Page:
A pleasant place to stroll around and sample a few tapas or have a meal. But unfortunately, as in many of these main squares in Spain, this one is occasionally given over to parking, which rather spoils the whole effect.
4 based on 170 reviews
The Church of Santa Maria imposes itself on the Plaza Mayor. It is deemed to be Romanesque style and the most important Church within the historical centre.
4 based on 678 reviews
This is a real castle - perched high on a hill which affords great views. Derelict and decaying but still with amazing character. Its a steep walk but worth it. Reward yourself with a well earned drink in one of the cafes in the square upon return. Don't forget binoculars to get the best views.
4 based on 79 reviews
This church would be much more memorable if the lights were on! The side chapels were lit but the main over head chandelier and main alter were not lit, so over all it was very dark. I would be able to enjoy this more if the lights were on.
4 based on 33 reviews
Nowadays the palace is a convent, but it's possible to go in and admire the elaborately decorated Renaissance courtyard, and to see the ancient coats of arms, the balcony and the towers on the fifteenth century facade.
Unlike most of the other ancient buildings that tourists can visit in Trujillo, entrance to the Palacio de Orellanas-Pizarro is free, but I was pleased to be able to buy a guide book, with the proceeds going to help with a project for children in Benguela, in Angola.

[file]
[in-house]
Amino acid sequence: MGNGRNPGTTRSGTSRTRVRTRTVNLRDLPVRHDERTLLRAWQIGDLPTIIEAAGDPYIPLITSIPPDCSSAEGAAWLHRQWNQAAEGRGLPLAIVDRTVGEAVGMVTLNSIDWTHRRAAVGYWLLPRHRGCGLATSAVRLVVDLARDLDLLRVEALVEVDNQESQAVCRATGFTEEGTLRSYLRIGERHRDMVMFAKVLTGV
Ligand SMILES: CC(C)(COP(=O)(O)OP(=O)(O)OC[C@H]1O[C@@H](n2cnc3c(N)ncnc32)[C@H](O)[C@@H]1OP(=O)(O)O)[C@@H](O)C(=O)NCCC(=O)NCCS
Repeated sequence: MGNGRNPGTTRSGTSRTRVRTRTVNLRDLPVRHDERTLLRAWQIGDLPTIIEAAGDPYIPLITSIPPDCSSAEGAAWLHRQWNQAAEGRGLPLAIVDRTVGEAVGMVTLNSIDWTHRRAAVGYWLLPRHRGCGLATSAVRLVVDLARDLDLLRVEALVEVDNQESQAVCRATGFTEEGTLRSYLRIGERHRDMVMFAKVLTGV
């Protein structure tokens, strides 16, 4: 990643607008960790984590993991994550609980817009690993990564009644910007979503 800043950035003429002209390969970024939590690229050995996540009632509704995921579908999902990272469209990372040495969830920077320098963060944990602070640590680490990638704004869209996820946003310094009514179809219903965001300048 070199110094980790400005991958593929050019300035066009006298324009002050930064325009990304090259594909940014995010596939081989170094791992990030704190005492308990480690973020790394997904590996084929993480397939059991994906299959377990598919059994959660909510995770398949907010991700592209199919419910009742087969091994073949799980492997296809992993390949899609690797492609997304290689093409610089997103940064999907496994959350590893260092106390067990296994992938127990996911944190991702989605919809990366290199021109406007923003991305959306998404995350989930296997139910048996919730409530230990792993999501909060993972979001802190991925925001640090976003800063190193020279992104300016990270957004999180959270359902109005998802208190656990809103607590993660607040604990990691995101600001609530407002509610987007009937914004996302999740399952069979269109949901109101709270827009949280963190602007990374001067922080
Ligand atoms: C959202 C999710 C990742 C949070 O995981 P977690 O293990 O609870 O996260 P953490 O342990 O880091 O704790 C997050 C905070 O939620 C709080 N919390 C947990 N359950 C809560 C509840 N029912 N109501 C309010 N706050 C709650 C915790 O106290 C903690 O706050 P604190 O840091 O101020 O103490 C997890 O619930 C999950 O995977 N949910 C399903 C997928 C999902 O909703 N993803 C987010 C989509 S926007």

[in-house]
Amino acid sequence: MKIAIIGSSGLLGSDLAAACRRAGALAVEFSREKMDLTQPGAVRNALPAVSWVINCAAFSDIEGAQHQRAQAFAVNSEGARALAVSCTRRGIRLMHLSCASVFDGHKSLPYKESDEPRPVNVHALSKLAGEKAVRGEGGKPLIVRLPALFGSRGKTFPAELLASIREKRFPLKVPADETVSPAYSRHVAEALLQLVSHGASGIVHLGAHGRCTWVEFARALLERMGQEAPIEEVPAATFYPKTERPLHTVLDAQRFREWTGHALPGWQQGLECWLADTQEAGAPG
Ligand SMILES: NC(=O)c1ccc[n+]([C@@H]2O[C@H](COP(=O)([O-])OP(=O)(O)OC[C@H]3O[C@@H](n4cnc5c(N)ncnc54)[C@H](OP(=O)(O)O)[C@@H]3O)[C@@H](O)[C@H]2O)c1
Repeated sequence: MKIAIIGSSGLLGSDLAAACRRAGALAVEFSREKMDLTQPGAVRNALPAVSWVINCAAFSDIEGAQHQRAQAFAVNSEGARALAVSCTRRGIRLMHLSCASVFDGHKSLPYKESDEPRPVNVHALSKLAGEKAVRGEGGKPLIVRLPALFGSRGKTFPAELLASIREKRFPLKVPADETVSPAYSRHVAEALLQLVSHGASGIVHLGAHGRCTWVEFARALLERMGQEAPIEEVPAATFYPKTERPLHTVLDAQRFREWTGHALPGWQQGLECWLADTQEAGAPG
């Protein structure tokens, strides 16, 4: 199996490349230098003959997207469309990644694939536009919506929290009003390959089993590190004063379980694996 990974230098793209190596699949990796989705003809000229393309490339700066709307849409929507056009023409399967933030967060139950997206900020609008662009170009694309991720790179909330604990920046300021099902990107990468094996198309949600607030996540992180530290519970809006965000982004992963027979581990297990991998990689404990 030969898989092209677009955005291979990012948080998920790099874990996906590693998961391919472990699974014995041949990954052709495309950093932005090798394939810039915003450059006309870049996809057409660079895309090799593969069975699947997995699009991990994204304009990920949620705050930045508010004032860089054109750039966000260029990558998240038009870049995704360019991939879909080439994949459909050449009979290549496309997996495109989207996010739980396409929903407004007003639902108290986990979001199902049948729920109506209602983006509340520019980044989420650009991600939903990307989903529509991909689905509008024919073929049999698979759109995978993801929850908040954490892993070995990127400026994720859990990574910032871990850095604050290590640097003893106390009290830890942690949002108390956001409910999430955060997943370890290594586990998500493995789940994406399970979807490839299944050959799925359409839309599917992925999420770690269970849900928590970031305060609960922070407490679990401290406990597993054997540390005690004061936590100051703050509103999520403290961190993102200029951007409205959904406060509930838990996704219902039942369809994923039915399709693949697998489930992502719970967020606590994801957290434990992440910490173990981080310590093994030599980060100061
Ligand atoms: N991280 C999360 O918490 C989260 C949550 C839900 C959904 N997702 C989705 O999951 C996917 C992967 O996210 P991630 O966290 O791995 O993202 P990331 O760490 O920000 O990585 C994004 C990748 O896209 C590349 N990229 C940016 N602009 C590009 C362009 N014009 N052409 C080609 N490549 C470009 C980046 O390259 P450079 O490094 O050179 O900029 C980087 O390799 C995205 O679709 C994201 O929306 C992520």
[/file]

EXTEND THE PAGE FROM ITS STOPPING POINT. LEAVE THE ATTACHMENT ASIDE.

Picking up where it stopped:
To find the palace, go to the opposite corner of the main square to the statue of Pizarro. There you'll find a tunnel leading to an alleyway. Walk up that alleyway for a few yards and the palace is on your left.
4.5 based on 16 reviews
3.5 based on 160 reviews
A small and very manageable museum, well laid out and educational. Beautiful view from the window watching people buy biscuits and cakes from the convent next door.
4 based on 13 reviews
Plonked down at one side of the main square, the Plaza Mayor, is this large statue of the town's favourite son. Or any rate, its most famous son: Francisco Pizarro, the Conquistador of Peru.
It's a bronze statue, fittingly mounted on a plinth of local granite, and is the work of the US sculptor Charles Cary Rumsey. His wife came to Trujillo and personally chose the site for the statue, and the Spanish dictator Primo de Rivera and the US Ambassador both attended the unveiling ceremony in 1929.
Purists have pointed out that the statue is historically inaccurate, as Pizarro is wearing the wrong sort of helmet, and his horse is too much a thoroughbred; the horses taken to South America were smaller and sturdier than this.
It makes a good photo opportunity, however, and as this is Pizarro's birthplace, a fitting memorial.
4 based on 13 reviews
such a wealth of interesting exhibits well displayed and it's free! do go upstairs and see the folk collection. A lovely place to spend a short while..Don't get run over by the parties just rushing by to see the aljibe!